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Too many people still lack access to safely managed water supplies and sanitation facilities. Water scarcity, flooding and lack of proper wastewater management also hinder social and economic development. Increasing water efficiency and improving water management are critical to balancing the competing and growing water demands from various sectors and users.
In 2015, 29 per cent of the global population lacked safely managed drinking water supplies, and 61 per cent were without safely managed sanitation services. In 2015, 892 million people continued to practise open defecation.
In 2015, only 27 per cent of the population in LDCs had basic handwashing facilities.
Preliminary estimates from household data of 79 mostly high- and high-middle-income countries (excluding much of A
PDF-Dokument [11.4 MB]
This paper uses company experiences from Mongolia, Peru, South Africa, Canada, and the Upper Hunter Valley and Fitzroy regions of Australia to identify key lessons learned.
Access to clean water is at the very core of sustainable development. As a water-dependent sector, mining and metals companies are well placed to support collective solutions to shared water challenges; contributing to improved water security and sanitation for all.
Shared Water, Shared Responsibility, Sha[...]
PDF-Dokument [6.7 MB]
Technological knowledge created through government R&D investment not only contributes to technology and market expansion, but is also a major factor in evaluating a nation’s innovation capacity. As government budgets are limited, establishing an effective investment strategy is important. The purpose of this paper is to suggest R&D investment priorities in terms of the centrality of knowledge diffusion—which technology field is targeted in knowledge diffusion—and rapidity of knowledge diffusion—how quickly technological knowledge diffuses.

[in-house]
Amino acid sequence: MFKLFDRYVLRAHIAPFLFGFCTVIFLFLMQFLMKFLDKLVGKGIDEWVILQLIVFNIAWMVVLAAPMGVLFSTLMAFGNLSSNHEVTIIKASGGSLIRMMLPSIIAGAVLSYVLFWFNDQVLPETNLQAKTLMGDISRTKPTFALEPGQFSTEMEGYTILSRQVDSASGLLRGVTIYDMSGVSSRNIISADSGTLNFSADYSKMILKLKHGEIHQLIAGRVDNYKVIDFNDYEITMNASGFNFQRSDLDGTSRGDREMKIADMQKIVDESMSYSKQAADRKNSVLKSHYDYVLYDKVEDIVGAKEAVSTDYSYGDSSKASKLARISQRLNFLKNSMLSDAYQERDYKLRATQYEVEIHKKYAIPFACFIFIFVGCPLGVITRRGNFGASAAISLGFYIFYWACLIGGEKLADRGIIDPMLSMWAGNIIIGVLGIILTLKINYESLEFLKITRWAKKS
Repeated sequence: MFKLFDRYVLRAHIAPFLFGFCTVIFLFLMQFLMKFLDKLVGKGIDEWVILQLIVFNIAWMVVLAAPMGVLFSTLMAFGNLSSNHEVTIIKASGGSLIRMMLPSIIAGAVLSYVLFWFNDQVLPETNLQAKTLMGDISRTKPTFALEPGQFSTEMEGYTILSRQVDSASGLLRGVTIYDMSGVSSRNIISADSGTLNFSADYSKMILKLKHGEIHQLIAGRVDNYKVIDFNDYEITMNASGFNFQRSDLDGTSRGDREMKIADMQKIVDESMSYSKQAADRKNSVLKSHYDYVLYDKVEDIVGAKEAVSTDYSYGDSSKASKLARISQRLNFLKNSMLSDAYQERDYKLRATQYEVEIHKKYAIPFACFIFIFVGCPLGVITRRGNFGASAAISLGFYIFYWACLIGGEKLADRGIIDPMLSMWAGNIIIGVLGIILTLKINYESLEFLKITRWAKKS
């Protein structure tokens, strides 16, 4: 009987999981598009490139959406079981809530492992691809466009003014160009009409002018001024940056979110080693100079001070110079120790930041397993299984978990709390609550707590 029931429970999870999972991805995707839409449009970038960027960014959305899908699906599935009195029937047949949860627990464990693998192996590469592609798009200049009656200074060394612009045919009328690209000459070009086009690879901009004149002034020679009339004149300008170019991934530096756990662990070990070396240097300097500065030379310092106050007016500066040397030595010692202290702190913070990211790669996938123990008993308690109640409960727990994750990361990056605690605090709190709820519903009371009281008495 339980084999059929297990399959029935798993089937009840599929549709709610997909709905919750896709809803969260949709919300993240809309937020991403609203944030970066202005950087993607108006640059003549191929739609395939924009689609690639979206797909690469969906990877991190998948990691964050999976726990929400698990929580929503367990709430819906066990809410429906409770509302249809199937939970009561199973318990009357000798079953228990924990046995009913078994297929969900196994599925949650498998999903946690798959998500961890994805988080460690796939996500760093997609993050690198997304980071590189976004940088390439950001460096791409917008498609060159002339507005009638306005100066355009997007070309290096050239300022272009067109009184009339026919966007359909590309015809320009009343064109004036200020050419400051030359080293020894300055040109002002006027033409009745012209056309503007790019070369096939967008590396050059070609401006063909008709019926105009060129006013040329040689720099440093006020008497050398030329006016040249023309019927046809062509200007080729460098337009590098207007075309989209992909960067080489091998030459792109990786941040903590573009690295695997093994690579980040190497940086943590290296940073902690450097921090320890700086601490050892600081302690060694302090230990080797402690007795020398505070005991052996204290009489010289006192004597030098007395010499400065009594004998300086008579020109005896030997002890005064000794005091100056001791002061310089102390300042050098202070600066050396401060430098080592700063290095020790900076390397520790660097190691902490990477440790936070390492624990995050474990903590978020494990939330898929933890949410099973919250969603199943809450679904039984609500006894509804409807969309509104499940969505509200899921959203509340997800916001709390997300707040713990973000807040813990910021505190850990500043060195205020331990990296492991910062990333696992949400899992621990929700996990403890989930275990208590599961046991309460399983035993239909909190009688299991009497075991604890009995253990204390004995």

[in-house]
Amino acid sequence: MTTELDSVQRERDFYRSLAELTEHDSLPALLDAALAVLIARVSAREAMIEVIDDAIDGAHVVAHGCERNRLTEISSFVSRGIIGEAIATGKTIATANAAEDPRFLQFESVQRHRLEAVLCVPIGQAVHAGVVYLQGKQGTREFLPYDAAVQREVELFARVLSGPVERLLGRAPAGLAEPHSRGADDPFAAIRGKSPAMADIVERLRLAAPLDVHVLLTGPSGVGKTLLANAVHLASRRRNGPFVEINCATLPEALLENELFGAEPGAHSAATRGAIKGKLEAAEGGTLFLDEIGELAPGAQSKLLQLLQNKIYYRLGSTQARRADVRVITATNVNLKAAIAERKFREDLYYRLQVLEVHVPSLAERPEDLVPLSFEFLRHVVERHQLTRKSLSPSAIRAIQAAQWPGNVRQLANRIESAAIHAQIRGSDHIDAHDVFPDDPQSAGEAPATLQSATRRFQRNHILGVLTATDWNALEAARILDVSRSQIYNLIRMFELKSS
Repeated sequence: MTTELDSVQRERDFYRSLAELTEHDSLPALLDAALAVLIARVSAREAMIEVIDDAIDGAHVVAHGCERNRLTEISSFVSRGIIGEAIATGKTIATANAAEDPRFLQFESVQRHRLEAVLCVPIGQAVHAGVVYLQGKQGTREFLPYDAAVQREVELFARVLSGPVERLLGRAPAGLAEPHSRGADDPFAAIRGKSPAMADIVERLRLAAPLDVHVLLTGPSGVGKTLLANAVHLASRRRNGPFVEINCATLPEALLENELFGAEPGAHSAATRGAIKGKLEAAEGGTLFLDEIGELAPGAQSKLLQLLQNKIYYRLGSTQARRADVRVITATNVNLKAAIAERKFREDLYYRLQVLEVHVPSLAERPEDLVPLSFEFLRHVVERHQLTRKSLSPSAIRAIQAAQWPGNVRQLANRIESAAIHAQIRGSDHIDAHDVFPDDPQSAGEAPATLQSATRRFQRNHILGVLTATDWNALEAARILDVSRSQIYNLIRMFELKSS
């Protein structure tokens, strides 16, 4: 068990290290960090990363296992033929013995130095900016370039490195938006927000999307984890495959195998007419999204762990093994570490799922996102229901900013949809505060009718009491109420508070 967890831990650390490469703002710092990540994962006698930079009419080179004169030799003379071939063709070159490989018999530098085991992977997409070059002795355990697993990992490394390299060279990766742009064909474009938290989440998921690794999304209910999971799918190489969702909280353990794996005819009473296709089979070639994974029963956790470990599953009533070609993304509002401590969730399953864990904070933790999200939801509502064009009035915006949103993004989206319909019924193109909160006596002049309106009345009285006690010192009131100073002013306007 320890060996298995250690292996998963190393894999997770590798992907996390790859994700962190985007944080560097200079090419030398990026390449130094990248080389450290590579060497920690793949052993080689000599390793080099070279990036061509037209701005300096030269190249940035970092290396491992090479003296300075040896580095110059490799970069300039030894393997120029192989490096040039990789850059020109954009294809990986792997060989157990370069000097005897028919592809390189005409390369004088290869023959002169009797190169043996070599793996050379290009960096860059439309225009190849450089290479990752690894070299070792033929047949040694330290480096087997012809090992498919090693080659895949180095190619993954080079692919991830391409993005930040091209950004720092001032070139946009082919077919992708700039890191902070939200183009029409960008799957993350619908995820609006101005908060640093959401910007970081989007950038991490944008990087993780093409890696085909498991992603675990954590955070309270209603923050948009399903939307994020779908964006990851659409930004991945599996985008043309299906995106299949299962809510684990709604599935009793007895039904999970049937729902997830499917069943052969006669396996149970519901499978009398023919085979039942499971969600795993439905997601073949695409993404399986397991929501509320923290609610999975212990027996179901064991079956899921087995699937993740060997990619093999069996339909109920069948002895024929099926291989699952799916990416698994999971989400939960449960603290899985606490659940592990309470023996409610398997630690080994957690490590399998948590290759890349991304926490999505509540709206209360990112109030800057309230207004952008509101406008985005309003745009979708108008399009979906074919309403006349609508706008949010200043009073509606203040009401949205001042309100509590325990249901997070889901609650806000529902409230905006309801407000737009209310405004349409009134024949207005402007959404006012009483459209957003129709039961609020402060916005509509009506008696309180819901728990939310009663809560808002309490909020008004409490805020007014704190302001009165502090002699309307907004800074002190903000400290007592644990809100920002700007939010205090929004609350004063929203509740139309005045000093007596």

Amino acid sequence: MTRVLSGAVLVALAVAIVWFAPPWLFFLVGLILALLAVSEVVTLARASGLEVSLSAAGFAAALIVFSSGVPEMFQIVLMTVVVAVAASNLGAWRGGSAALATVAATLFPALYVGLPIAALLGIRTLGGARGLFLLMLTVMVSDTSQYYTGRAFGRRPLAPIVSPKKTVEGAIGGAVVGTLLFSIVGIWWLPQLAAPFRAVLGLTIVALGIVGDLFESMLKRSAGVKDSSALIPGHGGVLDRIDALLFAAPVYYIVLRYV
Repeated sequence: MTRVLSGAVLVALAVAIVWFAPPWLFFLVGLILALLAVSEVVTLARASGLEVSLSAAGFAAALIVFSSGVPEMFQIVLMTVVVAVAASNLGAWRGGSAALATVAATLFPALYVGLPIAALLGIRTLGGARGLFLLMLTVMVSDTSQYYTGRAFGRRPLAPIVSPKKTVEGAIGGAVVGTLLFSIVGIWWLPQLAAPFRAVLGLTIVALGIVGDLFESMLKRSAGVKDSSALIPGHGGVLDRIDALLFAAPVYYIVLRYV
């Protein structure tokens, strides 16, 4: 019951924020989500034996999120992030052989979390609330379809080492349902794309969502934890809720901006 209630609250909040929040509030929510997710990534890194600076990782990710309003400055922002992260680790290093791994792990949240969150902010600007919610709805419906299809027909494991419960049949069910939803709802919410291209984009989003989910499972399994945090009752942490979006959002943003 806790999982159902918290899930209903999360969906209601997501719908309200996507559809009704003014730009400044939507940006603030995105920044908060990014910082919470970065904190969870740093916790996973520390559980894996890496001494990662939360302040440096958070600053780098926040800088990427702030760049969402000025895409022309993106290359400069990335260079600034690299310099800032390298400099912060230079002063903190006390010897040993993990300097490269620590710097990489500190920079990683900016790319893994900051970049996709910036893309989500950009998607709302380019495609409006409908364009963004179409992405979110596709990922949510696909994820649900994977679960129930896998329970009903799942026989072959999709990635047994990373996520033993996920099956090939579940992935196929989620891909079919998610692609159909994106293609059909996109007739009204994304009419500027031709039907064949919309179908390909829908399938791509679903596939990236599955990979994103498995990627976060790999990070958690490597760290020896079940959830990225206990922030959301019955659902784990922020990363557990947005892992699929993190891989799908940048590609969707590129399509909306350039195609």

The analysis focused on a water resources R&D program led by the Korean government. The ce
Measuring Knowledge Diffusion in Water R[...]
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PDF-Dokument [418.7 KB]
We review the increasing body of research on urban water security. First, we reflect on the four different focusses in water security literature: welfare, equity, sustainability
and water-related risks.Second,wemake aninventory of the multiple perspectives on urban water security: disciplinary perspectives (e.g. engineering, environmental, public policy, public health), problem-oriented perspectives (e.g. water shortage, flooding, water pollution), goal-oriented perspectives (e.g. better water supply and sanitation, better sewerage and wastewater treatment, safety from flooding, proper
urban drainage), integrated-water versus water-integrated perspectives, and policy analytical versus governance perspectives. Third, we take a systems perspective on urban water security, taking the pressure
PDF-Dokument [1.3 MB]